Pinyin interference effects during Mandarin word recognition

Ng, Janelle, Suarez, Lidia, and Veera, Roodra (2015) Pinyin interference effects during Mandarin word recognition. In: Presentations from the 10th International Symposium on Bilingualism. pp. 1-38. From: ISB10: 10th International Symposium on Bilingualism, 20-24 May 2015, New Jersey, NY, USA.

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Pinyin is the Latin alphabetic representation of Chinese characters that assists Mandarin-language learners in pronunciation (e.g., Chung, 2003). However, studies (e.g., Bassetti, 2006) have shown that pinyin might interfere with learning. For example, the pinyin for the word 班 is ban, pronounced as /pan/ and not /ban/. Thus, pinyin may confuse English speakers learning Mandarin, as pinyin might activate first language letter-to-sound conversions that would interfere with the encoding of Mandarin pronunciation (Pytlyk, 2011). We hypothesised that if pinyin hinders learning, non Mandarin speakers exposed to pinyin while studying Mandarin words would recognise studied words less accurately and more slowly than those who studied the same words with no pinyin. In the first of two experiments , 39 Mandarin and 31 non Mandarin speakers studied 24 Mandarin words starting with the pinyin letters b or p, and g or k, pronounced as [p], [pʰ], [k] and [kʰ], respectively (examples in Table 1). In the second experiment, 58 Mandarin and 46 nonMandarin speakers studied words beginning with d or t, and j or q (pronounced [t], [tʰ], [tɕ] and [tɕʰ], respectively). Approximately half of the participants heard the words without seeing pinyin, and the other half heard them while pinyin transcriptions were displayed. Afterwards, all participants were asked to recognise studied versus non studied words (Table 1; no pinyin was used during the recognition phases). Two 2(Experiment: experiment 1, experiment 2) X 2(Speaker: Mandarin, non Mandarin) X 2(Condition: pinyin, no pinyin) X 2(Word pair: b-p and g-k [experiment 1] or d-t and j-q [experiment 2]) mixed designs were used to test the hypotheses. The between-subjects variables were the experiment, speaker, and condition. The within-subjects variable was the word pair. The dependent variables were discrimination (d') and response latencies for correctly discriminated words. Results showed that participants found it easier to discriminate phonemes in experiment 1 than in experiment 2. Also, Mandarin speakers discriminated similarly and relatively well in both the pinyin and no pinyin conditions, while non Mandarin speakers discriminated better in the no pinyin condition than in the pinyin condition, but the difference did not reach significance. However, the difference did reach significance for response latencies in experiment 1, wherein non Mandarin speakers recognised studied words with no pinyin faster than words studied with pinyin, while Mandarin speakers' response latencies were similar in the pinyin and no pinyin conditions. In contrast, in experiment 2, pinyin did not affect response latencies (Figure 1). The findings suggest that for non Mandarin speakers and sounds that can be discriminated easily ([p] vs. [pʰ], and [k] vs. [kʰ]), pinyin might block recognition as evidenced in longer recognition times. In contrast, when sounds were difficult to discriminate (experiment 2), pinyin neither blocked nor facilitated recognition. We also expected difficulty discriminating [tɕ'ɕ] versus [tɕʰ], since these sounds are not found in English. However, [t] and [tʰ] were as difficult to discriminate as [tɕ] and [tɕʰ]. A future study will analyse features (e.g., aspiration) associated with pairs of phonemes for which non Mandarin speakers show poor discrimination.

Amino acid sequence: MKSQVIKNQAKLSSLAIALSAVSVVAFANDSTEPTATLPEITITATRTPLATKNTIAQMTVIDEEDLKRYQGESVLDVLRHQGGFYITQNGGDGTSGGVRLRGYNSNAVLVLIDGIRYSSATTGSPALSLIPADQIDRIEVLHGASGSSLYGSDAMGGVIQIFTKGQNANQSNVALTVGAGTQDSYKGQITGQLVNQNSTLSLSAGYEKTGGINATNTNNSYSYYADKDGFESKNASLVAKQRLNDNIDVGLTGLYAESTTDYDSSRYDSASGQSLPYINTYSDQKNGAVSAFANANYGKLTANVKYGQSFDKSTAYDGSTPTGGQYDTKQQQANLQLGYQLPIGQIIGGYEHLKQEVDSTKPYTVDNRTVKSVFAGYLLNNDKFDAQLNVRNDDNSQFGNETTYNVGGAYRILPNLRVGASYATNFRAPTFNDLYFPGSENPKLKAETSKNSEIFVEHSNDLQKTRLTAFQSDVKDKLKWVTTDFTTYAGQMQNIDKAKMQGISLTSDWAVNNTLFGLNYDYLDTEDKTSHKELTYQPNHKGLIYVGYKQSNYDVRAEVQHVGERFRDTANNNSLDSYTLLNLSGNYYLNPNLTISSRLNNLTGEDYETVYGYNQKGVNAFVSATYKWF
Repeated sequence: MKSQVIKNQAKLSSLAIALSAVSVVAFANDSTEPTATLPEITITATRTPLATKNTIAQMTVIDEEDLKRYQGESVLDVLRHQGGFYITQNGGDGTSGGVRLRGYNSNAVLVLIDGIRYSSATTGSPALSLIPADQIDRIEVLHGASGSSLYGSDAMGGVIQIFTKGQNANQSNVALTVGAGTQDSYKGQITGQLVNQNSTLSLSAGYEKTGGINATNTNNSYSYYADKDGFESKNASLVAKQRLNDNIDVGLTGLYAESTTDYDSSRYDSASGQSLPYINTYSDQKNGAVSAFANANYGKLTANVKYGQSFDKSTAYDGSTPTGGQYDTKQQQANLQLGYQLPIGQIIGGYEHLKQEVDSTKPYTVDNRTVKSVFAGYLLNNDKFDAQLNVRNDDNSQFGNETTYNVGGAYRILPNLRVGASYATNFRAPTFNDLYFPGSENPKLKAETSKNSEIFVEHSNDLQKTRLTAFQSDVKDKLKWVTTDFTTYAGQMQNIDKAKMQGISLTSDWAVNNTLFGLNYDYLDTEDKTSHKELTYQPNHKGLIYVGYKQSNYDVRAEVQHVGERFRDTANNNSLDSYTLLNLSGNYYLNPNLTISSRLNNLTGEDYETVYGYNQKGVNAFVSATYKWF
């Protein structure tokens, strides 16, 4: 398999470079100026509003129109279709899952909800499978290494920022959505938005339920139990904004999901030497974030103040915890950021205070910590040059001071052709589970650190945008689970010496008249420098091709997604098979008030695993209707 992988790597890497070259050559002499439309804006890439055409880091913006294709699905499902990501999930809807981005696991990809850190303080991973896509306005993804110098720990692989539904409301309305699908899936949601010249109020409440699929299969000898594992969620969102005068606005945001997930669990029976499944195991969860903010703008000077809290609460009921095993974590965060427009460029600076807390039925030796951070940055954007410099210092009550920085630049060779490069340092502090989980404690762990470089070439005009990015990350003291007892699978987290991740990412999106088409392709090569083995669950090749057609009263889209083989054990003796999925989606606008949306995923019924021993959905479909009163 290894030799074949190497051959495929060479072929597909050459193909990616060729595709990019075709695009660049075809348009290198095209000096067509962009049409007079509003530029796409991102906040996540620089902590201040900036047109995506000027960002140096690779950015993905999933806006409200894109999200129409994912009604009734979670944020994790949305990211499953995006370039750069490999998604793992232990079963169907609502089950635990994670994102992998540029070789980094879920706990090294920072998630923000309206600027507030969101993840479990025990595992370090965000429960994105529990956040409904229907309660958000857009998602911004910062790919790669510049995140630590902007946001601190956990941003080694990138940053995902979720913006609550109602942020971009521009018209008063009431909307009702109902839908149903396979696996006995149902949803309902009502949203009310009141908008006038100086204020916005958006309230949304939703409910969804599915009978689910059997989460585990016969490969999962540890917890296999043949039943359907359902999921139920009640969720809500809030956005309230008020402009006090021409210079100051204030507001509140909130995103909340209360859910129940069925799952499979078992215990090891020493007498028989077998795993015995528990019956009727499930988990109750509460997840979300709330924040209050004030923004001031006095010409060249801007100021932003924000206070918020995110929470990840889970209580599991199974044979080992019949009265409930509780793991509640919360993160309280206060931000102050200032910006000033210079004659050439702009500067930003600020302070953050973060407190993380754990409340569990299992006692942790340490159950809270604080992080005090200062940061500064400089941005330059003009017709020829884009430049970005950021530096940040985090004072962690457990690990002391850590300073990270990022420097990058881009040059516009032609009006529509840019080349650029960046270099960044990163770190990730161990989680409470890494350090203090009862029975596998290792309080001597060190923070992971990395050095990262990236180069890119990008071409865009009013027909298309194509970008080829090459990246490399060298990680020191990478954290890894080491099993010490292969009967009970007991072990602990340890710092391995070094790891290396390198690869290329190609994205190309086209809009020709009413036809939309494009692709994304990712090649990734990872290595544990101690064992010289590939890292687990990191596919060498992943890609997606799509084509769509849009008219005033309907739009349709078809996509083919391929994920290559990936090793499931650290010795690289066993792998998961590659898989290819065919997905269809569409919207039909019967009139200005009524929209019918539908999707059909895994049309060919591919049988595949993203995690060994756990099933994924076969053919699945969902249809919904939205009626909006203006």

Item ID: 39120
Item Type: Conference Item (Presentation)
Keywords: pinyin, Chinese, foreign language acquisition, bilingualism
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Date Deposited: 08 Sep 2015 23:36
FoR Codes: 17 PSYCHOLOGY AND COGNITIVE SCIENCES > 1702 Cognitive Science > 170204 Linguistic Processes (incl Speech Production and Comprehension) @ 100%
SEO Codes: 97 EXPANDING KNOWLEDGE > 970117 Expanding Knowledge in Psychology and Cognitive Sciences @ 100%
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